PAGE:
All too often the performance review can become a tense affair, with the the reluctant employee and manager dancing round the 'shit' sandwich .... sorry the feedback sandwich, see a previous blog on the exact subject This Is Why The Feedback Sandwich Is A S**t Sandwich.
Often in my work I hear from managers who are struggling with how to structure their performance reviews and sometimes are concerned with saying the wrong thing. I cover below 5 phrases you should avoid during a performance review.
'None of your coworkers seem to struggle with this--what's your problem?'
Avoid comparisons. Comparisons are odious, no two employees are the same. Just because others in the team find something straightforward doesn't mean everyone will. Rather then diminishing the individual, why not put your coaching cap on and sit down and ascertain what the individual doesn't understand or his having trouble with a coach them through it.
'Everything is perfect.'
Don't pretend everything is perfect. There is always room to be even better. So praise where praise is due. Then look to inspire the individual to even greater achievement and stretch them. The problem with 'everything is perfect' is that you'll probably then say 'but' .... and undo all of the good will.
'You always/never do X.' Or, 'Everyone thinks Y.'
Don't generalize. I doubt it is 'always' or 'never'. This is sloppy thinking and shows that you haven't done your homework. Be specific about what the individual has or hasn't done, with examples, rather than this generalized response. People can address specific feedback, whereas generalizations are unhelpful.
I hope you're finding this blog useful. As you continue your leadership journey, don't forget that here at Bluegem Learning we are always here to assist you.
'What's wrong with you?! You're the worst member on my staff.'
Don't humiliate. If you have identified specific areas that the individual could improve in, then explain these to them. My book 'I Need To F***ing Talk To You - The Art Of Navigating Difficult Workplace Conversations' gives a template for how to structure this conversation. However, losing your temper and humiliating your employee won't work and creates a toxic work environment that others won't want to work in.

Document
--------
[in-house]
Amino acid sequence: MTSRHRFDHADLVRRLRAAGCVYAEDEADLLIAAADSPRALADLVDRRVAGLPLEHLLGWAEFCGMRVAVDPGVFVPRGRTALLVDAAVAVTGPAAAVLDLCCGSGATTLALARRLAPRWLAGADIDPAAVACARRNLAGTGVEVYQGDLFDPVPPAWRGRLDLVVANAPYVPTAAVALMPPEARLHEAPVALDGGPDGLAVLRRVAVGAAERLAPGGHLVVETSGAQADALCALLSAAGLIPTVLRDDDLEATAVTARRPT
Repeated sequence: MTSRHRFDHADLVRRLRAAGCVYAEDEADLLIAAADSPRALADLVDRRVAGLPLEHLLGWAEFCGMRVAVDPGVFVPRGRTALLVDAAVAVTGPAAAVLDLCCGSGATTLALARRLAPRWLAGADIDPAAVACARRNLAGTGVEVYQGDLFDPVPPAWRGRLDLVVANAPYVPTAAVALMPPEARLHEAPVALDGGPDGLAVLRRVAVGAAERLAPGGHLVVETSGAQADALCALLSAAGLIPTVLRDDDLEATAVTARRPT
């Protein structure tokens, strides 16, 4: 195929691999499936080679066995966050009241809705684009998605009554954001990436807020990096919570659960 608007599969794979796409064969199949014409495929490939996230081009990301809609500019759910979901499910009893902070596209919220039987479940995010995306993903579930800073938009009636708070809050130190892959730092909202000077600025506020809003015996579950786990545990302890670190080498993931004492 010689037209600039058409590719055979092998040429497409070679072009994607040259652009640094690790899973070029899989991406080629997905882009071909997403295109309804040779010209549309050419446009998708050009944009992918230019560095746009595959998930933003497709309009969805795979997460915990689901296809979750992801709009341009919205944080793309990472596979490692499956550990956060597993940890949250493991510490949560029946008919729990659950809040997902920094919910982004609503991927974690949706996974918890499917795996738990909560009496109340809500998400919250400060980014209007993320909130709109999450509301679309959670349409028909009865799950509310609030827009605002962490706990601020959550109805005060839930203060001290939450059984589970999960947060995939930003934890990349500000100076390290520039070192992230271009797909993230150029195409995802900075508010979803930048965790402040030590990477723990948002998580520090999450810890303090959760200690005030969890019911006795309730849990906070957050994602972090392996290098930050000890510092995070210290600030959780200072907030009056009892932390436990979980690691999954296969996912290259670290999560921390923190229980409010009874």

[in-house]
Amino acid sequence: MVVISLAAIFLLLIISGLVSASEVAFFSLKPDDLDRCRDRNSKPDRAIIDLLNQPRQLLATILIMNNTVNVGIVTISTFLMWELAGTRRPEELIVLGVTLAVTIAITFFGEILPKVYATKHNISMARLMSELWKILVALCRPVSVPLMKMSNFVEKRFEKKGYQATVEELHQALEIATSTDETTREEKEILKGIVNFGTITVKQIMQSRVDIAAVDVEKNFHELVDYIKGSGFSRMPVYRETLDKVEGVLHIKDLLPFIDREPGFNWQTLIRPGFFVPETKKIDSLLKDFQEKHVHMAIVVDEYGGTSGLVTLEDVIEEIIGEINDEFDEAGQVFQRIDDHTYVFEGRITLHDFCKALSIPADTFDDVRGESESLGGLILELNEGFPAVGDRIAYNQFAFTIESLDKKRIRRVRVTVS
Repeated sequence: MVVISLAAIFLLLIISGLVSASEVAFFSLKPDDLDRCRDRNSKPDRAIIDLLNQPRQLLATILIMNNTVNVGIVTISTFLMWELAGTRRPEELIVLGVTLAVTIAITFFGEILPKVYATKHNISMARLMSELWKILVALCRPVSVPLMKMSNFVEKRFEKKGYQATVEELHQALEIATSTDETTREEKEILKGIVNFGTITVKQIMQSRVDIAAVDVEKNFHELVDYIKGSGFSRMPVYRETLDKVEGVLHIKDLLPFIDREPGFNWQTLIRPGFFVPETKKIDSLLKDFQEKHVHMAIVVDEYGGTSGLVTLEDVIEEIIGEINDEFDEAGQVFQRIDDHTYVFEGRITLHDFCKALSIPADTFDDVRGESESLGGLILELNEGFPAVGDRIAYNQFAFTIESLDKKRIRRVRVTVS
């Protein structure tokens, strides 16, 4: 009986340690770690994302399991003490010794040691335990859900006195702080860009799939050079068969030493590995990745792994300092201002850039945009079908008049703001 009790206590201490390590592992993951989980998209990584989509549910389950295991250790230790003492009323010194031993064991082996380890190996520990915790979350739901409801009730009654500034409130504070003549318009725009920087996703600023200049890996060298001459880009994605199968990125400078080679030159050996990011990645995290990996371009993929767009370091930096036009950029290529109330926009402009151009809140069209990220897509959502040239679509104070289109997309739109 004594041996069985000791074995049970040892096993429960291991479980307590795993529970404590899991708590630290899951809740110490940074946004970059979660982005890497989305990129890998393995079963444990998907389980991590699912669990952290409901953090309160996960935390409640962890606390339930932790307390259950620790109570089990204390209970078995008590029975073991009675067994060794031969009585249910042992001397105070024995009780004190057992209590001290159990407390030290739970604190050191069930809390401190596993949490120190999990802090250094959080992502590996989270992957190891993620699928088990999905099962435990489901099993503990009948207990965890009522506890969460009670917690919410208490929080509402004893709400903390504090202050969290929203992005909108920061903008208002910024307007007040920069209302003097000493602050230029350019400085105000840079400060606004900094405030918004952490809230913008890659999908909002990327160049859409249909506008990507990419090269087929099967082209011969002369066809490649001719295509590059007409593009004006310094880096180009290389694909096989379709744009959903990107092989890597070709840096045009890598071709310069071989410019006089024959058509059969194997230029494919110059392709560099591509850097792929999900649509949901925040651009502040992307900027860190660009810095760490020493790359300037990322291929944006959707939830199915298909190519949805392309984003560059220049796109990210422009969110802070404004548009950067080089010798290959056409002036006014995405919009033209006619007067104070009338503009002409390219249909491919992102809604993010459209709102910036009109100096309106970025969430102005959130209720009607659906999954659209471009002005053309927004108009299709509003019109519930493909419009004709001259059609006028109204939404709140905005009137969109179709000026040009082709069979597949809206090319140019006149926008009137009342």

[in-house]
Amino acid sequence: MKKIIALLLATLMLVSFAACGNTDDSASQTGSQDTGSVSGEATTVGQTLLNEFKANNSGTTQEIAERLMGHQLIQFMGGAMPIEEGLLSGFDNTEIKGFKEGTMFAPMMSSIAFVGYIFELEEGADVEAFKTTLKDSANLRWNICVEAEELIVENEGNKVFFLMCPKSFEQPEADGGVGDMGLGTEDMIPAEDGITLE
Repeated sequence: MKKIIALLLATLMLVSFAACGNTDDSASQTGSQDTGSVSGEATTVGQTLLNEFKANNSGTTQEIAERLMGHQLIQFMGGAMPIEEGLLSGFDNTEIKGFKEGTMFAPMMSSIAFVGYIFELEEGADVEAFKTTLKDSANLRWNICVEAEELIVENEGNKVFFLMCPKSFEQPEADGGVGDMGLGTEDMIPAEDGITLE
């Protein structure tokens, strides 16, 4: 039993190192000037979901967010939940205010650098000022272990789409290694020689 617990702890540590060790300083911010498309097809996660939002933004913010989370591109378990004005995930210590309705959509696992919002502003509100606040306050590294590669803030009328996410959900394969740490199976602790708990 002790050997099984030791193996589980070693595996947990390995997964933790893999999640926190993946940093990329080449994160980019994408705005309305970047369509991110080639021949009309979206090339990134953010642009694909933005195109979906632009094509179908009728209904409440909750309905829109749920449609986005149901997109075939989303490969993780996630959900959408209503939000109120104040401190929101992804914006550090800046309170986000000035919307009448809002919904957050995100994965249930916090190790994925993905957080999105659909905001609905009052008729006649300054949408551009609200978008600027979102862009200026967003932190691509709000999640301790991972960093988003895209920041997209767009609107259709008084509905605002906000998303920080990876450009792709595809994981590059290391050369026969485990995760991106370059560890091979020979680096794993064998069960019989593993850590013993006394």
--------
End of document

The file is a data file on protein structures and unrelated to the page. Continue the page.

'I'm a little worried about you handling the XYZ account.'
Don't imply doubt. Be clear and specific in your feedback, there either is an issue or there isn't. Don't imply that there is a half problem. This leaves the employee unsure as to what the issue is and how they can improve. Better to be specific with a sound example/s that someone can work on with your support.
Remember that people like a mix both positive and constructive feedback in their performance reviews. According to a 2014 Harvard Business Review study, 57% of employees like to receive negative feedback, while only 43% like hearing positive feedback only.
For further guidance on conducting great performance reviews check out this resource from the Chartered Institute of Personnel & Development.
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If you enjoyed this blog then why not check out my new book, co-written with Ken Cameron.
You can now order copies of our book here.
"Sometimes conversations suck, but you need to have them, and this book lays out how. Russell and Ken have put together and road-tested simple, up-front, and thoughtful approaches to awkward and difficult workplace conversations."
Andrew Phung, CBC's Kim's Convenience
Well that's it for this week. I hope you enjoyed the blog and I'll be back next week with more, until then ... be a leader not just a boss!